In this warped valentine to a city where “demolition is one of the few growth industries” and the “MT Centre” is empty, Maddin reminisces, stealing a hockey shirt from a famed Russian visiting player, wearing it for a few stick hits, then quickly tossing it in the wash, fearful of the KGB. He wishes he could say his father, employed on the management side of Winnipeg’s NHL team, “spontaneously combusted on the ice,” though he died a much less dramatic death. The best Maddin can do is craft a passionate dream in which elderly hockey legends (including one named “Smiley”, so called because head wounds left him eternally happy) go blade to blade at the old arena as demolition rains down upon them. Of the NHL, which sounded the death knell for Winnipeg pros and perhaps the city’s future itself, Maddin laments, “We never should have joined that league!”

And the hilarious romp continues right back to mom—afraid of “birds and messy hair”—being threatened with a parakeet by her own actor-children in a last ditch effort to get her to cook for them. Maddin’s camera captures the winter walkers as they visit the notorious frozen horse heads (yup, a herd got stuck in the snow up to their necks), which soon becomes a lovers’ stroll. “Golden boy!” and “Man pageants!” and “Corridor of Thighs” flashes onto the screen when Maddin trains his lens on Winnipeg’s infamous debauched nightclub, the mayor the judge of these risqué beauty pageants, which ceased when too many “golden boys” were found holding “golden jobs” at city hall. (The pipe-smoking contest that followed in the pageant’s wake just wasn’t as exciting.) From the “Dance of the hairless boners!” in the gender segregated spa (“Why? Why don’t we just swim?” Maddin wondered as a kid), to the animated gay bison that stampede Happyland, to “Aerial Happyland” (the rooftops of skyscrapers where Winnipeg’s homeless live out of sight), to the spectacular “If Day” in which 5,000 Nazis invade Winnipeg, renaming it Himmlerstadt, Maddin’s incomparable triumph is his sweeping annihilation of such quaint categories as “fiction” and “doc.” As sturdy a hybrid as Lorette, My Winnipeg is breathtakingly one-hundred-percent true to the heart, the only truth that matters in the “winter wonder” end.

Brooklyn-based writer Lauren Wissot is the publisher of the blog Beyond the Green Door, the author of the memoir Under My Master’s Wings, and a contributor to The Reeler.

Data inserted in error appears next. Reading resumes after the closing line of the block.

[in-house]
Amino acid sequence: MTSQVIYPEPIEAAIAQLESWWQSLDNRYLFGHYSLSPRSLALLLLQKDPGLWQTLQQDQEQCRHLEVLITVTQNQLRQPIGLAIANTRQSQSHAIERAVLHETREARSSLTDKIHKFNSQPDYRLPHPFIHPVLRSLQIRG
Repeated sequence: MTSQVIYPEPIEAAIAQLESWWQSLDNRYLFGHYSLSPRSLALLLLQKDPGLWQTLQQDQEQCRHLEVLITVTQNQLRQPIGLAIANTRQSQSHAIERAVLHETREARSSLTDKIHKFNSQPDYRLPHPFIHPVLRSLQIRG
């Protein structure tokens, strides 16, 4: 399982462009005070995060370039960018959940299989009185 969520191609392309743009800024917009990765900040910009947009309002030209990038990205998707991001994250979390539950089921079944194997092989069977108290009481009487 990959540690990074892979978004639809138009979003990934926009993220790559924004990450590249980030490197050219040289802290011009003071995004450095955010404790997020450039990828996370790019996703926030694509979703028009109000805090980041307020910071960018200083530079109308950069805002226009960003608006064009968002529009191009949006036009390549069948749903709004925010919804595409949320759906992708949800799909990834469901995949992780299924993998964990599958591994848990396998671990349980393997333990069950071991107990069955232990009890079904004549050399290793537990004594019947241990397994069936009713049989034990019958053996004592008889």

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Awards

Oscars 2019: Who Will Win? Who Should Win? Our Final Predictions

No one is okay with the Academy Awards the way they are, and everyone seems sure that they know how to fix them.

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Roma
Photo: Netflix

No one is okay with the Academy Awards the way they are, and everyone seems sure that they know how to fix them. Cut out the montages, bring back honorary award presentations, give stunt performers their own category, let ranked-choice voting determine every category and not just best picture, overhaul the membership ranks, hold the event before the guilds spoil the surprise, find a host with the magic demographic-spanning mojo necessary to double the show’s recent audience pools, nominate bigger hits, nominate only hits. Across the last 24 days, Ed Gonzalez and I have mulled over the academy’s existential crisis and how it’s polluted this year’s Oscar race so thoroughly that it feels eerily similar to the 2016 election cycle all over again. We’re spent, and while we don’t know if we have it in us to do this next year, we just might give it another go if Oscar proves us wrong on Sunday in more than just one category.

Below are our final Oscar predictions. Want more? Click on the individual articles for our justifications and more, including who we think should win in all 24 categories.

Picture: Green Book
Director: Alfonso Cuarón, Roma
Actor: Rami Malek, Bohemian Rhapsody
Actress: Glenn Close, The Wife
Supporting Actor: Mahershala Ali, Green Book
Supporting Actress: Regina King, If Beale Street Could Talk
Original Screenplay: Green Book
Adapted Screenplay: BlacKkKlansman
Foreign Language: Roma
Documentary Feature: RBG
Animated Feature Film: Spider-Man: Into the Spider-Verse
Documentary Short: Period. End of Sentence
Animated Short: Weekends
Live Action Short: Skin
Film Editing: Bohemian Rhapsody
Production Design: The Favourite
Cinematography: Cold War
Costume Design: The Favourite
Makeup and Hairstyling: Vice
Score: If Beale Street Could Talk
Song: “Shallow,” A Star Is Born
Sound Editing: First Man
Sound Mixing: Bohemian Rhapsody
Visual Effects: First Man

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Awards

Oscar 2019 Winner Predictions: Picture

The industry’s existential crisis has polluted this race so thoroughly that it feels eerily similar to the 2016 election cycle all over again.

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Green Book
Photo: Universal Pictures